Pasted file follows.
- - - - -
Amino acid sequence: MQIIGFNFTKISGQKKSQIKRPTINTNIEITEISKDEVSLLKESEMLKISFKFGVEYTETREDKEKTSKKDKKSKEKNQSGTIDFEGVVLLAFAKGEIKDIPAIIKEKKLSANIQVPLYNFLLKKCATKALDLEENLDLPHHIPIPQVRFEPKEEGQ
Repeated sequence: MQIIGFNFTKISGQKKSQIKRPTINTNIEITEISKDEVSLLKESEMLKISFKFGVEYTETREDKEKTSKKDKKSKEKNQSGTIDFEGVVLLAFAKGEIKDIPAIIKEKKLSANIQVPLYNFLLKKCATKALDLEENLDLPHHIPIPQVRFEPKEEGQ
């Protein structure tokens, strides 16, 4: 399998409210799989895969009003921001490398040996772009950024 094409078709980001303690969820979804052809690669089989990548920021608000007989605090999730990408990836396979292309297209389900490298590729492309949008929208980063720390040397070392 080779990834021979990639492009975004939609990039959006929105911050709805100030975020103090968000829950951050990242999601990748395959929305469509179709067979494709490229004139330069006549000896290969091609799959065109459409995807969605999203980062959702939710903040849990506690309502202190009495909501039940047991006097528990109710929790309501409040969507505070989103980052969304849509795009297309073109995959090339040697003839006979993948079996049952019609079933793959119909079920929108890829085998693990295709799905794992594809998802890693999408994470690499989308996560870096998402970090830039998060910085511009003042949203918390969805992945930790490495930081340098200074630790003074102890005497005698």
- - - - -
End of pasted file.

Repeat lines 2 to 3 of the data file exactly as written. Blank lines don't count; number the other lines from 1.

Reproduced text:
Repeated sequence: MQIIGFNFTKISGQKKSQIKRPTINTNIEITEISKDEVSLLKESEMLKISFKFGVEYTETREDKEKTSKKDKKSKEKNQSGTIDFEGVVLLAFAKGEIKDIPAIIKEKKLSANIQVPLYNFLLKKCATKALDLEENLDLPHHIPIPQVRFEPKEEGQ
């Protein structure tokens, strides 16, 4: 399998409210799989895969009003921001490398040996772009950024 094409078709980001303690969820979804052809690669089989990548920021608000007989605090999730990408990836396979292309297209389900490298590729492309949008929208980063720390040397070392 080779990834021979990639492009975004939609990039959006929105911050709805100030975020103090968000829950951050990242999601990748395959929305469509179709067979494709490229004139330069006549000896290969091609799959065109459409995807969605999203980062959702939710903040849990506690309502202190009495909501039940047991006097528990109710929790309501409040969507505070989103980052969304849509795009297309073109995959090339040697003839006979993948079996049952019609079933793959119909079920929108890829085998693990295709799905794992594809998802890693999408994470690499989308996560870096998402970090830039998060910085511009003042949203918390969805992945930790490495930081340098200074630790003074102890005497005698």